THERE was no one in him; behind his face (which even through the bad paintings of those times resembles no other) and his words, which were copious, fantastic and stormy, there was only a bit of coldness, a dream dreamt by no one. At first he thought that all people were like him, but the astonishment of a friend to whom he had begun to speak of this emptiness showed him his error and made him feel always that an individual should not differ in outward appearance. Once he thought that in books he would find a cure for his ill and thus he learned the small Latin and less Greek a contemporary would speak of; later he considered that what he sought might well be found in an elemental rite of humanity, and let himself be initiated by Anne Hathaway one long June afternoon. At the age of twenty-odd years he went to London. Instinctively he had already become proficient in the habit of simulating that he was someone, so that others would not discover his condition as no one; in London he found the profession to which he was predestined, that of the actor, who on a stage plays at being another before a gathering of people who play at taking him for that other person. His histrionic tasks brought him a singular satisfaction, perhaps the first he had ever known; but once -the last verse had been acclaimed and the last dead man withdrawn from the stage, the hated flavour of unreality returned to him. He ceased to be Ferrex or Tamberlane and became no one again. Thus hounded, he took to imagining other heroes and other tragic fables. And so, while his flesh fulfilled its destiny as flesh in the taverns and brothels of London, the soul that inhabited him was Caesar, who disregards the augur’s admonition, and Juliet. who abhors the lark, and Macbeth, who converses on the plain with the witches who are also Fates. No one has ever been so many men as this man who like the Egyptian Proteus could exhaust all the guises of reality. At times he would leave a confession hidden away in some corner of his work, certain that it would not be deciphered; Richard affirms that in his person he plays the part of many and Iago claims with curious words ‘I am not what I am’. The fundamental identity of existing, dreaming and acting inspired famous passages of his.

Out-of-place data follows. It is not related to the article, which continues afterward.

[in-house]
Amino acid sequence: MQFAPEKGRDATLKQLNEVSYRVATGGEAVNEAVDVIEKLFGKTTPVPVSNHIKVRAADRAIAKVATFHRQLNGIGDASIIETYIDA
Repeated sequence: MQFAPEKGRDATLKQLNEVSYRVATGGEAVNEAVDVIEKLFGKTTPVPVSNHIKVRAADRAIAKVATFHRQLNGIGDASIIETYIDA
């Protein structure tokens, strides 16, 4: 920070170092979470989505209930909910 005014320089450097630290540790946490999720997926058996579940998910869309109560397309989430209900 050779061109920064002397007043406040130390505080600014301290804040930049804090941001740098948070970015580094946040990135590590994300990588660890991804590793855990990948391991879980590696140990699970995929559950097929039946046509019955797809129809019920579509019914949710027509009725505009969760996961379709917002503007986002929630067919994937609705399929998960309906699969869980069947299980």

For twenty years he persisted in that controlled hallucination, but one morning he was suddenly gripped by the tedium and the terror of being so many kings who die by the sword and so many suffering lovers who converge, diverge and melodiously expire. That very day he arranged to sell his theatre. Within.. a week he had returned to his native village, where he recovered the trees and rivers of his childhood and did not relate them to the others his muse had celebrated, illustrious with mythological allusions and Latin terms. He had to be ‘someone: he was a retired impresario who had made his fortune and concerned himself with loans, lawsuits and petty usury. It was in this character that he dictated the arid will and testament known to us, from which he deliberately excluded all traces of pathos or literature. His friends from London would visit his retreat and for them he would take up again his role as poet.
History adds that before or after dying he found himself in the presence of God and told Him: ‘I who have been so many men in vain want to be one and myself.’ The voice of the Lord answered from a whirlwind: ‘Neither am I anyone; I have dreamt the world as you dreamt your work, my Shakespeare, and among the forms in my dream are you, who like myself are many and no one.’

This search for identity seems to be a particularly modern theme. Perhaps that’s because modern life forces us to fit so many different roles, roles we ourselves begin to accept as self defining. Personally, I always found it a little odd that people invariably introduce themselves by announcing their occupation, especially since I never defined myself that way.

Which is not to say I haven’t spent considerable time trying to discover who I am, or, at least, discover what I believe, which seems to me a more accurate way of defining who I am, though perhaps not as accurate as “among the forms in my dream are you, who like myself are many and no one.”